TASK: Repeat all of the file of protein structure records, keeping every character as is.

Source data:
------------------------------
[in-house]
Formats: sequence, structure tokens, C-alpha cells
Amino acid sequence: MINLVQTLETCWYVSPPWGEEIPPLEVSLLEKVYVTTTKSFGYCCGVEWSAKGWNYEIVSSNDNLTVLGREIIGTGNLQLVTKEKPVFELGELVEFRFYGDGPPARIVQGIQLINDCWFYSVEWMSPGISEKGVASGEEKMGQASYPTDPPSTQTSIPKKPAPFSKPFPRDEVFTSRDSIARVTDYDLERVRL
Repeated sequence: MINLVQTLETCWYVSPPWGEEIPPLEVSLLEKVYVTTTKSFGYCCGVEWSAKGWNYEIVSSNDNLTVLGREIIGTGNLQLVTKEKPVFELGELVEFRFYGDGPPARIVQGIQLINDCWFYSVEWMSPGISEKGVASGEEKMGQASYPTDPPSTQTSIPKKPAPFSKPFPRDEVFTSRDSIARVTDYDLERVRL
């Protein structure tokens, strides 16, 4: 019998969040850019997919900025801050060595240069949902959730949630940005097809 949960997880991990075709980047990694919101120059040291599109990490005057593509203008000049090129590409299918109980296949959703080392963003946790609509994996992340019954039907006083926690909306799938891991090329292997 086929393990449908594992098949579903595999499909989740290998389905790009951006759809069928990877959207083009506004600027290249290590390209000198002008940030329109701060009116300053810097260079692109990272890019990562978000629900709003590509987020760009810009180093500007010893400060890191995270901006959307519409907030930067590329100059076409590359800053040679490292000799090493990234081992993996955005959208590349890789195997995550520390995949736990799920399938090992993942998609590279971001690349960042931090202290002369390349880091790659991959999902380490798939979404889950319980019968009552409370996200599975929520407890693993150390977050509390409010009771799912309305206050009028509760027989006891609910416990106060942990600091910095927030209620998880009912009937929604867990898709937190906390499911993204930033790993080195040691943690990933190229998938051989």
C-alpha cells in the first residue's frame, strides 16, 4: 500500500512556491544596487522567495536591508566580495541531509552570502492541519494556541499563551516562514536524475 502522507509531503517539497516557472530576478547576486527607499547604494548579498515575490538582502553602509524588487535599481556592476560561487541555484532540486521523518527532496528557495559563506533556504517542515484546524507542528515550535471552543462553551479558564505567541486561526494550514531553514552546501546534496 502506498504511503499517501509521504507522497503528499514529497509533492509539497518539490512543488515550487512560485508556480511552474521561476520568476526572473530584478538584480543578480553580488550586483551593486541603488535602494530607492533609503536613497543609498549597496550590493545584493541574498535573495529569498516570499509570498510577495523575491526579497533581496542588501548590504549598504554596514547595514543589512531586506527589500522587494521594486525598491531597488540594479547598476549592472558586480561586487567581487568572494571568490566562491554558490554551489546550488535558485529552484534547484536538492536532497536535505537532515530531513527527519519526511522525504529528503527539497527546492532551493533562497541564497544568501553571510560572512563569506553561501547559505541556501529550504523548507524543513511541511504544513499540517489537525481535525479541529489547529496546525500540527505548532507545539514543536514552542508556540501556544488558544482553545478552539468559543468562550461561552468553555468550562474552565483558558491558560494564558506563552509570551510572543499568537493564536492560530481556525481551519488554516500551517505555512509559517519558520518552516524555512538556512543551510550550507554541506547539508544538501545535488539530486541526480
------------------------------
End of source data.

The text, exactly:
[in-house]
Formats: sequence, structure tokens, C-alpha cells
Amino acid sequence: MINLVQTLETCWYVSPPWGEEIPPLEVSLLEKVYVTTTKSFGYCCGVEWSAKGWNYEIVSSNDNLTVLGREIIGTGNLQLVTKEKPVFELGELVEFRFYGDGPPARIVQGIQLINDCWFYSVEWMSPGISEKGVASGEEKMGQASYPTDPPSTQTSIPKKPAPFSKPFPRDEVFTSRDSIARVTDYDLERVRL
Repeated sequence: MINLVQTLETCWYVSPPWGEEIPPLEVSLLEKVYVTTTKSFGYCCGVEWSAKGWNYEIVSSNDNLTVLGREIIGTGNLQLVTKEKPVFELGELVEFRFYGDGPPARIVQGIQLINDCWFYSVEWMSPGISEKGVASGEEKMGQASYPTDPPSTQTSIPKKPAPFSKPFPRDEVFTSRDSIARVTDYDLERVRL
């Protein structure tokens, strides 16, 4: 019998969040850019997919900025801050060595240069949902959730949630940005097809 949960997880991990075709980047990694919101120059040291599109990490005057593509203008000049090129590409299918109980296949959703080392963003946790609509994996992340019954039907006083926690909306799938891991090329292997 086929393990449908594992098949579903595999499909989740290998389905790009951006759809069928990877959207083009506004600027290249290590390209000198002008940030329109701060009116300053810097260079692109990272890019990562978000629900709003590509987020760009810009180093500007010893400060890191995270901006959307519409907030930067590329100059076409590359800053040679490292000799090493990234081992993996955005959208590349890789195997995550520390995949736990799920399938090992993942998609590279971001690349960042931090202290002369390349880091790659991959999902380490798939979404889950319980019968009552409370996200599975929520407890693993150390977050509390409010009771799912309305206050009028509760027989006891609910416990106060942990600091910095927030209620998880009912009937929604867990898709937190906390499911993204930033790993080195040691943690990933190229998938051989």
C-alpha cells in the first residue's frame, strides 16, 4: 500500500512556491544596487522567495536591508566580495541531509552570502492541519494556541499563551516562514536524475 502522507509531503517539497516557472530576478547576486527607499547604494548579498515575490538582502553602509524588487535599481556592476560561487541555484532540486521523518527532496528557495559563506533556504517542515484546524507542528515550535471552543462553551479558564505567541486561526494550514531553514552546501546534496 502506498504511503499517501509521504507522497503528499514529497509533492509539497518539490512543488515550487512560485508556480511552474521561476520568476526572473530584478538584480543578480553580488550586483551593486541603488535602494530607492533609503536613497543609498549597496550590493545584493541574498535573495529569498516570499509570498510577495523575491526579497533581496542588501548590504549598504554596514547595514543589512531586506527589500522587494521594486525598491531597488540594479547598476549592472558586480561586487567581487568572494571568490566562491554558490554551489546550488535558485529552484534547484536538492536532497536535505537532515530531513527527519519526511522525504529528503527539497527546492532551493533562497541564497544568501553571510560572512563569506553561501547559505541556501529550504523548507524543513511541511504544513499540517489537525481535525479541529489547529496546525500540527505548532507545539514543536514552542508556540501556544488558544482553545478552539468559543468562550461561552468553555468550562474552565483558558491558560494564558506563552509570551510572543499568537493564536492560530481556525481551519488554516500551517505555512509559517519558520518552516524555512538556512543551510550550507554541506547539508544538501545535488539530486541526480